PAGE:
Al-Bird - Sodom And Gomorra XXI


Year of Release: 2002
Label: Musea Records
Catalog Number: FGBG 4435 AR
Format: CD
Total Time: 49:57:00

Al-Bird, is Albert "Al-Bird" Khalmurzayev, a multi-instrumentalist, along with his X-Religion cohorts Vitaly "Progressor" Menshikov on bass and Valery "Ptero" Vorobiov on electronic drums. The album is called Sodom And Gomorra XXI and subtitled "Progressive Symphonic Poem." Sodom and Gomorrah were the two cities believed to be located north of the Dead Sea, and were reduced to ash by a hail of fire and brimstone (or sulfur) in punishment for "sins" that took place? allegedly took place? or were allegedly sins? whatever your personal point of view happens to be.

The CD consists of one track, broken into four movements (parts) and further subdivided into ? well, subsections ? all of which lasts just about 50 minutes. Looking at the few pictures that are featured in the booklet, this "poem" has been performed live. Rather than a stage play with dialogue, however, I gather it is more a performance piece ? dancers acting out the story while the band plays on stage. There are no lyrics really, but that doesn't mean there are vocals ? mostly vocalizations including howls and cries. Of course, if you're being rained down upon by fiery brimstone, you aren't going to be singing "Happy Days Are Here Again."

Musically, the album isn't any one thing, as the trio employs a variety of textures. There comes one point, at about 8 minutes in (halfway through "Part I: c) Lot-I/The Wife-I/Angels") that reminds me of Pink Floyd's "Great Gig In The Sky" and yet a few moments later, with "Part II: a) The Capture" we get something approaching techno ? which is due mainly to both the electronic drums and keening "voices." At another point, it's quite symphonic, keys taking the lead. It flows together well mixing subtle passages with bombastic ones. Even when the keys are at the forefront, you can hear Menshikov's bass playing something equally interesting. At about 22 minutes in ("Part III: a) The Folly Of The Mob") we get something with a decidedly grunge like feel, played against a groovy pop rhythm ? kinda like the Surfaris meets Nirvana ("Walk, Don't Run" meets the opening riff of "Come As You Are"). A few moments later, it's classical, then acoustic and new agey. At various points, though briefly, you'll think of ELP, mainly the Emerson portion, in the keys of Khalmurzayev. There are many points where the music implies the idyllic with light and airy tones. There are even passages that recall Tangerine Dream if a little more lyrical (at about 39 minutes in).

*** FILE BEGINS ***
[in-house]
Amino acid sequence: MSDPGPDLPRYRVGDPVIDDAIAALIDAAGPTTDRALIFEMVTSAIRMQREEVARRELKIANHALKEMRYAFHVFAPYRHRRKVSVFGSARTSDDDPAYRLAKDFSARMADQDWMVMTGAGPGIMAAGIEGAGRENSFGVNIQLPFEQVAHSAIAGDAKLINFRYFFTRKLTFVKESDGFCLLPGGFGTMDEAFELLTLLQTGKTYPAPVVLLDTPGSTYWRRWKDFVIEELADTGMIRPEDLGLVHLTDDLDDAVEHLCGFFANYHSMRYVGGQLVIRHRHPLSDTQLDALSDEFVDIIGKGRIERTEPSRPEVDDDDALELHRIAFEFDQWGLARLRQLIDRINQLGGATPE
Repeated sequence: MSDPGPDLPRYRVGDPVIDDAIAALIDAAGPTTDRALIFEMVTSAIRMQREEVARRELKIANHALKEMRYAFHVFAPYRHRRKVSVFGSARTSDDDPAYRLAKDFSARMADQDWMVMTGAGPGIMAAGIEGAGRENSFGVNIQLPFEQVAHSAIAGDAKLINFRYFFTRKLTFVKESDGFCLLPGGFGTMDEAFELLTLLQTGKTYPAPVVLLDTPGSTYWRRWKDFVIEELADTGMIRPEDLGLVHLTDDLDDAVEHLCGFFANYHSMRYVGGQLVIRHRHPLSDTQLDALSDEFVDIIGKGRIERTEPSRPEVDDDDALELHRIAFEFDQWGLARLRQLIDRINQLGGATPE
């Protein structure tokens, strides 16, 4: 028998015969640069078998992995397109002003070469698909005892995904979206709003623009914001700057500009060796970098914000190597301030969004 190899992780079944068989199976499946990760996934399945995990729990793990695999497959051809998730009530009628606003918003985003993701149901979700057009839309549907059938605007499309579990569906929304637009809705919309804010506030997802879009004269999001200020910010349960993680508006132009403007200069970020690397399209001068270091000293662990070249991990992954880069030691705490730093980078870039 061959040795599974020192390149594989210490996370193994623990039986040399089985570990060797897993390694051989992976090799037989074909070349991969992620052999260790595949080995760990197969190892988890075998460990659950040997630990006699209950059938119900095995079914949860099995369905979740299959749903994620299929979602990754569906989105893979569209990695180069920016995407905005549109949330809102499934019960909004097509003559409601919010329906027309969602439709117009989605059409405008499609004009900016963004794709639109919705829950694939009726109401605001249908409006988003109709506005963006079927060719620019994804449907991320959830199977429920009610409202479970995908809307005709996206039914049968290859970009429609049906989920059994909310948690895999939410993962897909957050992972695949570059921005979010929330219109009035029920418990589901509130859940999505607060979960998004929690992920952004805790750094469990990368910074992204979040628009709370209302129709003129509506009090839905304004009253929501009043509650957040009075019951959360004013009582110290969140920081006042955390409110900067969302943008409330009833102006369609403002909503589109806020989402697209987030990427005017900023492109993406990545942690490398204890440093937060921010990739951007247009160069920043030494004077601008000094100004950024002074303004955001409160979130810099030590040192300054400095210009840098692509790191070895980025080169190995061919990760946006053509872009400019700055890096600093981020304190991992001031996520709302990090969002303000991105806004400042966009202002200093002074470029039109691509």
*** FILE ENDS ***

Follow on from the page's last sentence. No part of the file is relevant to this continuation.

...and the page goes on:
What doesn't seem to fit story-wise are the two brief sections "Part IV: d) Procession Of The Dead Stars ? I" and "Part IV: e) Procession Of The Dead Stars ? II." These literally are snippets from "dead stars" ? John Coltrane, Jaco Pastorius, Jimi Hendrix, Billie Holiday, Marilyn Monroe (though a typo refers to her as "Merlin Monroe") and others who died "before their time." Or at least that's the connection I think Khalmurzayev is making.

Sodom And Gomorra is a very interesting listen, a CD that doesn't reveal itself after only a few listens or even with many listens, but without some focus. It's one that requires a lot of attention, and if you aren't familiar with the story of Sodom and Gomorrah, one that requires a little research. Though, if you know the basic story, or at least some of the key points to it, you won't have any trouble following along. Aside from all that, it's well done and very well played, though I don't personally care for the electronic drums, preferring the sound of analog drums; Vorobiov does manage to make them sound interesting.


Tracklisting:


Musicians:


Discography:
Sodom And Gomorra XXI (2002)
Dances On Gobelins (2002) (X-Religion)

Genre: Progressive Rock

Origin UZ

Added: February 11th 2003
Reviewer: Stephanie Sollow
Score:
Artist website: www.progressor.net/xreligion/
Hits: 1047
Language: english

  

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